[Date Prev][Date Next][Thread Prev][Thread Next][Date Index][Thread Index]

Re: [dvd-discuss] Geeks in government: A good idea?

I doubt that Ashcroft will understand this but those who swear out false 
criminal complaints should be (or used to be) subject to prosecution 
themselves. Adobe should be prosecuted

Kurt Hockenbury <khockenb@stevens-tech.edu>
Sent by: owner-dvd-discuss@eon.law.harvard.edu
08/22/2002 07:17 AM
Please respond to dvd-discuss

        To:     "Dvd Discussion Group (E-mail)" <dvd-discuss@eon.law.harvard.edu>
        Subject:        Re: [dvd-discuss] Geeks in government: A good idea?

On Thu, 22 Aug 2002, Dean Sanchez wrote:

> Once people start getting prosecuted for swapping files, how many of the
> supposed 70 million p2p users will continue?  I seem to remember someone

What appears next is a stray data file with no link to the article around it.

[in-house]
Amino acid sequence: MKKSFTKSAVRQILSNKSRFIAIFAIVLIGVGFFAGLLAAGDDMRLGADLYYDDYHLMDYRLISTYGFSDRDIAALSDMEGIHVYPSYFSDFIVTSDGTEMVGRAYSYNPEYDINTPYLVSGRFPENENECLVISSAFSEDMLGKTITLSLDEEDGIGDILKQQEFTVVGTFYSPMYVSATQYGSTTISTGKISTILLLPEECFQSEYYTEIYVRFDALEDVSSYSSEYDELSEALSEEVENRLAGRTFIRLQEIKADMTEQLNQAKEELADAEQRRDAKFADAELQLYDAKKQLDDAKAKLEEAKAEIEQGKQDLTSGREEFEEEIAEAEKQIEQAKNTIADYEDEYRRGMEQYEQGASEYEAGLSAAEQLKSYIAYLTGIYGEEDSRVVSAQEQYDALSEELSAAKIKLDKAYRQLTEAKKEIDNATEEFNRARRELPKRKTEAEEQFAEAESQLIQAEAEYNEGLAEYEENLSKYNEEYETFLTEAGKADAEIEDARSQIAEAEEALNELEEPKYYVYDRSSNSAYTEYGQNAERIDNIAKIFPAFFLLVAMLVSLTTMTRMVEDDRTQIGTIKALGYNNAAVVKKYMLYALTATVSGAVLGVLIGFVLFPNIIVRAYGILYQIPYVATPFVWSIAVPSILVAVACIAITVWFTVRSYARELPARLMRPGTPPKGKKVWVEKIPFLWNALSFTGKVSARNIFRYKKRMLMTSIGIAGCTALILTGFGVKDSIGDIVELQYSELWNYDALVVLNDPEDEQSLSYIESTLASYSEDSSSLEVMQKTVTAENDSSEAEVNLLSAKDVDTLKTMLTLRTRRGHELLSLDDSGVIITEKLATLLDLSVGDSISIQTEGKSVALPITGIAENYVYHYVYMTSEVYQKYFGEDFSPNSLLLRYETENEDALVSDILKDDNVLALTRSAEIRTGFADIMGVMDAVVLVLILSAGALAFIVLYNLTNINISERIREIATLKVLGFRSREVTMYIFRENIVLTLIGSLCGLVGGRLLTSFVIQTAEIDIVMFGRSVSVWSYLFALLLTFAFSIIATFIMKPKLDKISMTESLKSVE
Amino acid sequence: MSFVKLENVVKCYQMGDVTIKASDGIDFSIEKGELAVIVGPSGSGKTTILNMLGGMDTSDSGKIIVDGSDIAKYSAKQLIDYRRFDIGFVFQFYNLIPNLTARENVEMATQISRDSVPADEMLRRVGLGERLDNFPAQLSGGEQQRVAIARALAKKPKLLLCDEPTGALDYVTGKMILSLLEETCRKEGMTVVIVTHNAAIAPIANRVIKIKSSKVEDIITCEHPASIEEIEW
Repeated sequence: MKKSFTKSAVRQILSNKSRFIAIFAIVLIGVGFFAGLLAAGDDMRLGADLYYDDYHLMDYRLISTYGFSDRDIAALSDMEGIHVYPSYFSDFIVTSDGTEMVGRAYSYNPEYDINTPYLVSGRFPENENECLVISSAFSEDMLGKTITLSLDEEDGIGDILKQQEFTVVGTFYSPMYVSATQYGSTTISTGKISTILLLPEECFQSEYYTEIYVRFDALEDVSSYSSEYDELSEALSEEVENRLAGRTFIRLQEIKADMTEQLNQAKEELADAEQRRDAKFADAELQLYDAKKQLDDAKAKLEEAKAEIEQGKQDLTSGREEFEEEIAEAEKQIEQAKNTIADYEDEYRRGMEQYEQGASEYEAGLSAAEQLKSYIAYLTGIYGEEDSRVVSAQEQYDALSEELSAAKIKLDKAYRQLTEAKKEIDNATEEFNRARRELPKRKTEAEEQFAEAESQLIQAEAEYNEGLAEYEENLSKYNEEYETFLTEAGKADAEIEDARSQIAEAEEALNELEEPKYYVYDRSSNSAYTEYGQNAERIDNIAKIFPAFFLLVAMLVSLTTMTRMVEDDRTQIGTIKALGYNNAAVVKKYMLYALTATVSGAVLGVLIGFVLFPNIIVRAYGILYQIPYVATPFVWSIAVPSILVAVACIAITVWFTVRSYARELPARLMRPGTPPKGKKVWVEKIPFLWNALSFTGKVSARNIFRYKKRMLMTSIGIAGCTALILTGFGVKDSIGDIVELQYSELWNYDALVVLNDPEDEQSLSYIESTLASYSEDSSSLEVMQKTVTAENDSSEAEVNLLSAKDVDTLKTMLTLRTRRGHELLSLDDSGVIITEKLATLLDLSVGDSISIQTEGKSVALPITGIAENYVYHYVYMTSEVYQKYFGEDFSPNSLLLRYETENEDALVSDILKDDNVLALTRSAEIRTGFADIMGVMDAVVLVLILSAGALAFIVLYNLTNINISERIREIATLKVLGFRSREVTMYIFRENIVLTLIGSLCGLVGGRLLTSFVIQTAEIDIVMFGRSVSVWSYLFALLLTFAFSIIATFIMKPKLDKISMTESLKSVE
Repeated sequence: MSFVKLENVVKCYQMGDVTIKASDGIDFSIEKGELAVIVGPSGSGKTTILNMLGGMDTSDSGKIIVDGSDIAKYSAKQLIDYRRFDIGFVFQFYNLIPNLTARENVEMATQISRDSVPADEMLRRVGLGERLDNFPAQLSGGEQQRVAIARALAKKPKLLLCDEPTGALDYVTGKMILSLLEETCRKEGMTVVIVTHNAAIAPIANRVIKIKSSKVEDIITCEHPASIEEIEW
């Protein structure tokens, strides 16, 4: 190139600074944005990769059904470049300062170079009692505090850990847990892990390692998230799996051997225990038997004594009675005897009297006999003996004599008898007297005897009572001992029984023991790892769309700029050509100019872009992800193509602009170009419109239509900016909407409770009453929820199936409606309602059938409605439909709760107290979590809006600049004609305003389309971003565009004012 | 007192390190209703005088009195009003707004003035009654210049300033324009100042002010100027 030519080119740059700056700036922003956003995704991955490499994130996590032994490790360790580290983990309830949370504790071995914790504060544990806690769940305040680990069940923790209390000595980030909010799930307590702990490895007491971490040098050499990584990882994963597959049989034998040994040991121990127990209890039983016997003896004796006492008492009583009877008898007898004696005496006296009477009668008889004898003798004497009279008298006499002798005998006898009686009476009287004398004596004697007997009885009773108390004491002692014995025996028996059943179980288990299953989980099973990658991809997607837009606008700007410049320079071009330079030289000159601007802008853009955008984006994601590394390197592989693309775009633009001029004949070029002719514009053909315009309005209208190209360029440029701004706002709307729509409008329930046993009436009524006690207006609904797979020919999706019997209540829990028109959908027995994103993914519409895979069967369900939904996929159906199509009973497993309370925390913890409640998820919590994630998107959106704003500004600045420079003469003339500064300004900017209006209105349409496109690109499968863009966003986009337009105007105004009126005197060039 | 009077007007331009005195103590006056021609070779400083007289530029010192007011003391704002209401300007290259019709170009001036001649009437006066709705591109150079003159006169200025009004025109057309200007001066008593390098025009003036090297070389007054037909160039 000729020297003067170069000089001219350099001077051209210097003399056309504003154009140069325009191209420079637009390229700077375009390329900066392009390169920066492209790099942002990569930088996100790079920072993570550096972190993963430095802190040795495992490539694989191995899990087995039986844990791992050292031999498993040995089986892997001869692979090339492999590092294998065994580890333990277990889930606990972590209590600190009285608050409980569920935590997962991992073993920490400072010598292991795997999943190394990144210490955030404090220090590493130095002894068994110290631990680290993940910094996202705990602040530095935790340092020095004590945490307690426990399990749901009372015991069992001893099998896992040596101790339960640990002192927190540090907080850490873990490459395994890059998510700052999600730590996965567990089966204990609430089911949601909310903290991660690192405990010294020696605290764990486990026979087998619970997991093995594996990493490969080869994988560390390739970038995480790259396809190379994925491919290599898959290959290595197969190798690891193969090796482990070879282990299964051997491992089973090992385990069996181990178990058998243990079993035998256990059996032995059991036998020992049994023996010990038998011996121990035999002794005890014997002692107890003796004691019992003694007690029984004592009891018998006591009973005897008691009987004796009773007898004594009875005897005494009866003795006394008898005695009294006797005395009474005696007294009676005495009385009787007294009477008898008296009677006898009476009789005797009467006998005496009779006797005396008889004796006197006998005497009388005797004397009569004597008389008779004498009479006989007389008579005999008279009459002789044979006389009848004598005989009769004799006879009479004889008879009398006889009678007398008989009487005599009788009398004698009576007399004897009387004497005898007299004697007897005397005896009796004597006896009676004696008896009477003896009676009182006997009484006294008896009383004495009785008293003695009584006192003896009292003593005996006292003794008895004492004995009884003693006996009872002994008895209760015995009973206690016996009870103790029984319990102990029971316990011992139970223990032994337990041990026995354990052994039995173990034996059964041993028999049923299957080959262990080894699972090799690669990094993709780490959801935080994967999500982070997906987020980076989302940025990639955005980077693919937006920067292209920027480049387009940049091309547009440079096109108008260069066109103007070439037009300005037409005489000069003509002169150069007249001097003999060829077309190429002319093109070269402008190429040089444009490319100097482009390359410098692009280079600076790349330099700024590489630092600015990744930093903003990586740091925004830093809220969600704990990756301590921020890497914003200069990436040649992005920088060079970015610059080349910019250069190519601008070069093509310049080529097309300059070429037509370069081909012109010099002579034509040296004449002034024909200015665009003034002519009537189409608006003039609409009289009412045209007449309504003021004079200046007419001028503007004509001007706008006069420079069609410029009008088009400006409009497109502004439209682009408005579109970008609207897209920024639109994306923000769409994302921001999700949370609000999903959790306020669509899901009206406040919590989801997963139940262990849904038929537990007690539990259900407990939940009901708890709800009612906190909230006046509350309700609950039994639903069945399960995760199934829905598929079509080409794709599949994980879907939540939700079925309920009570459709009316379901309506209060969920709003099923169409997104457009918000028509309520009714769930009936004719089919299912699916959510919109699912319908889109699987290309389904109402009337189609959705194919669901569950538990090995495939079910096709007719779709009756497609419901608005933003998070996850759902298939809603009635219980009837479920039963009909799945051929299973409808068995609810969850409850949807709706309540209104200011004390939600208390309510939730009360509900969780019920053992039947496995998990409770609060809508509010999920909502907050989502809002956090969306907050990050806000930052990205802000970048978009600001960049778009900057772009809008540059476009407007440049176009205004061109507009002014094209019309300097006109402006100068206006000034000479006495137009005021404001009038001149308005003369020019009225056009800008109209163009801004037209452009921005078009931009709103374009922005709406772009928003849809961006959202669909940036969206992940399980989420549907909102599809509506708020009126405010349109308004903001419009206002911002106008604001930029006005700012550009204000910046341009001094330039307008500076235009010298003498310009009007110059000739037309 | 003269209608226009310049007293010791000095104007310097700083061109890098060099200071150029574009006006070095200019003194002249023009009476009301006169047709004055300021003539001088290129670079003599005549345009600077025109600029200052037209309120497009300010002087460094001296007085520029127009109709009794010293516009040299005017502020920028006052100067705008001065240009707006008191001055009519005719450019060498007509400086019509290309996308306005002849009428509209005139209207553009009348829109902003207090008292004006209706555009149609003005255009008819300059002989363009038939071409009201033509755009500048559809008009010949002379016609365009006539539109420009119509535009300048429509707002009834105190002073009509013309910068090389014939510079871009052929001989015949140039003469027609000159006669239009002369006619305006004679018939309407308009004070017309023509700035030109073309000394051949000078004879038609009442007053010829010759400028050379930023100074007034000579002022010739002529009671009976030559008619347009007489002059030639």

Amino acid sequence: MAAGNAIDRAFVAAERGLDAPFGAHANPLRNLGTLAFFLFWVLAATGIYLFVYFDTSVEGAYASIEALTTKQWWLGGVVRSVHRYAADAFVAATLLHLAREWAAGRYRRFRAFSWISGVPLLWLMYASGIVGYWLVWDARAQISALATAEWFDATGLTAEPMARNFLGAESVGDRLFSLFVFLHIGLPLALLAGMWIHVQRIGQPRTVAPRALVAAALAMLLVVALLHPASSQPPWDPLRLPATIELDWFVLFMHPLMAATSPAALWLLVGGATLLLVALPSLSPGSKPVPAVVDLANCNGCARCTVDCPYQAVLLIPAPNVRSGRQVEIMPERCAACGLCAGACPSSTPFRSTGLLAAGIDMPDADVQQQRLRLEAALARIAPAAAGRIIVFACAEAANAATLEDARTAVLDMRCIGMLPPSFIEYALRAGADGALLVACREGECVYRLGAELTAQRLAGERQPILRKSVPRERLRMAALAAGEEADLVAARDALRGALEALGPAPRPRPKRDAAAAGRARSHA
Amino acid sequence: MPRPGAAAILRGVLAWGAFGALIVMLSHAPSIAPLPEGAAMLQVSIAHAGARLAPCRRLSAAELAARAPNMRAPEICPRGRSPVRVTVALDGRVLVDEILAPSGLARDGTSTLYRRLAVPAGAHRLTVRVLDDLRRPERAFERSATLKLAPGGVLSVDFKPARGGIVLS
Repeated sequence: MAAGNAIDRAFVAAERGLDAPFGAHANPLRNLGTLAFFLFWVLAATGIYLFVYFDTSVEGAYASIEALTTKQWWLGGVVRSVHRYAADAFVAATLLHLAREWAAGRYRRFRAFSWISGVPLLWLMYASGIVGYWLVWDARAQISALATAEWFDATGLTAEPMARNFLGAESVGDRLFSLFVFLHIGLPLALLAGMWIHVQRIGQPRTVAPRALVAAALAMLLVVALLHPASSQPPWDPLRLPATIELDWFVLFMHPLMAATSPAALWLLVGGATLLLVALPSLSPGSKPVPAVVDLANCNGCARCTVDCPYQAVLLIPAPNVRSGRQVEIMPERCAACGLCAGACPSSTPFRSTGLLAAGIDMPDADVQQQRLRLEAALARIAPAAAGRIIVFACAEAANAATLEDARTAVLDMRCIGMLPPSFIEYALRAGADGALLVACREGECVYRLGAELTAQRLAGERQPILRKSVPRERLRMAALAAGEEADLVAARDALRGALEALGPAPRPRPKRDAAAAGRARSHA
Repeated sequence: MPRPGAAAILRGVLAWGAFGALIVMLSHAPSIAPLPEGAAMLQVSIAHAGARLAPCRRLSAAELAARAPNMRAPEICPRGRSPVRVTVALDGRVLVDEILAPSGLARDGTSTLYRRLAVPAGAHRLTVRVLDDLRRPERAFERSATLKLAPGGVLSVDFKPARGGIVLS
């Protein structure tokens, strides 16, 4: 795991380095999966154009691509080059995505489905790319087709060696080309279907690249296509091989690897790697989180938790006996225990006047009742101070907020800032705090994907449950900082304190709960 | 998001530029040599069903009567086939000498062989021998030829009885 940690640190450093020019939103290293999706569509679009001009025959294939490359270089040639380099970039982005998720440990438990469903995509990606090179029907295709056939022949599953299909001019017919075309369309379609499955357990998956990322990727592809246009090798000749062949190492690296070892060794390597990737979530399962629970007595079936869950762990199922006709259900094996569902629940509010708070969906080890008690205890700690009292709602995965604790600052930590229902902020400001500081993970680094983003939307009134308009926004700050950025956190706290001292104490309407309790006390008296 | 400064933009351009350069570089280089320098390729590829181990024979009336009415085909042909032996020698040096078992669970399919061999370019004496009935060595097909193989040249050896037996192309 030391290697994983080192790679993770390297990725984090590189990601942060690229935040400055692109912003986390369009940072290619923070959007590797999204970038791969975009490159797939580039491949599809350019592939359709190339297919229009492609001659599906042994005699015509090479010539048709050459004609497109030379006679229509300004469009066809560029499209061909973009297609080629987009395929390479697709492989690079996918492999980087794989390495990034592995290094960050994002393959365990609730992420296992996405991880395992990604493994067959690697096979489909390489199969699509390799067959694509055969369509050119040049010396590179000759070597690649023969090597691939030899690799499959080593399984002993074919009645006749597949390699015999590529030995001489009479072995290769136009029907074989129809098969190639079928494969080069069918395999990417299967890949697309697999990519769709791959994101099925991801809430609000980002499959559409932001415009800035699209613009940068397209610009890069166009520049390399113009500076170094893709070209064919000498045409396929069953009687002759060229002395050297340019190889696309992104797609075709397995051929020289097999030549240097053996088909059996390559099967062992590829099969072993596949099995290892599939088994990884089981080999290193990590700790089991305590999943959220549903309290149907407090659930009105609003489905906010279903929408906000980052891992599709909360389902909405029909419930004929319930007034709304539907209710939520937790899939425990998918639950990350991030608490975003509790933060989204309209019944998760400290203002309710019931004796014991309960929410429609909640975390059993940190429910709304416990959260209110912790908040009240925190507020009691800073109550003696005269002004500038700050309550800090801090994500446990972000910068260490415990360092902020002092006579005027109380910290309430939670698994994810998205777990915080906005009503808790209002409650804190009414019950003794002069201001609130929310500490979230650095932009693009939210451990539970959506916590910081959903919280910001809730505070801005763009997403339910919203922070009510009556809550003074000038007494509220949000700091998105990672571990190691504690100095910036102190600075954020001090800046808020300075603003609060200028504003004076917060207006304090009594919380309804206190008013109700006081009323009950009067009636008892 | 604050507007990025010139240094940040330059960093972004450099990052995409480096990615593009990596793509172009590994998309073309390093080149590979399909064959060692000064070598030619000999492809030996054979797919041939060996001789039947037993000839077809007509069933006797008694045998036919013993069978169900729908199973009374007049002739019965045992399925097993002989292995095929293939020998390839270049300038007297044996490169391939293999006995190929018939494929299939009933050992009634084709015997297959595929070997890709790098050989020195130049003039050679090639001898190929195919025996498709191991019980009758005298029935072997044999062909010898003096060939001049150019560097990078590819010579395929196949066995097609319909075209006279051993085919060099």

> making the argument here that people didn't have anything to worry about
> because the IP industry couldn't go after every individual user.  They 
> have to, they just get the government to do it for them.  They also have 
> way of sidestepping the public's backlash by saying "we didn't do 
> the Justice Department is just enforcing the law".

As I've said before, this is possibly the worst part of the DMCA.  By 
copyright infringement from civil to criminal, corporations force 
taxpayers to
pay for the prosecution, and as we've seen with Adobe, can even "recant"
after they've turned someone in, if there is a public-relations issue.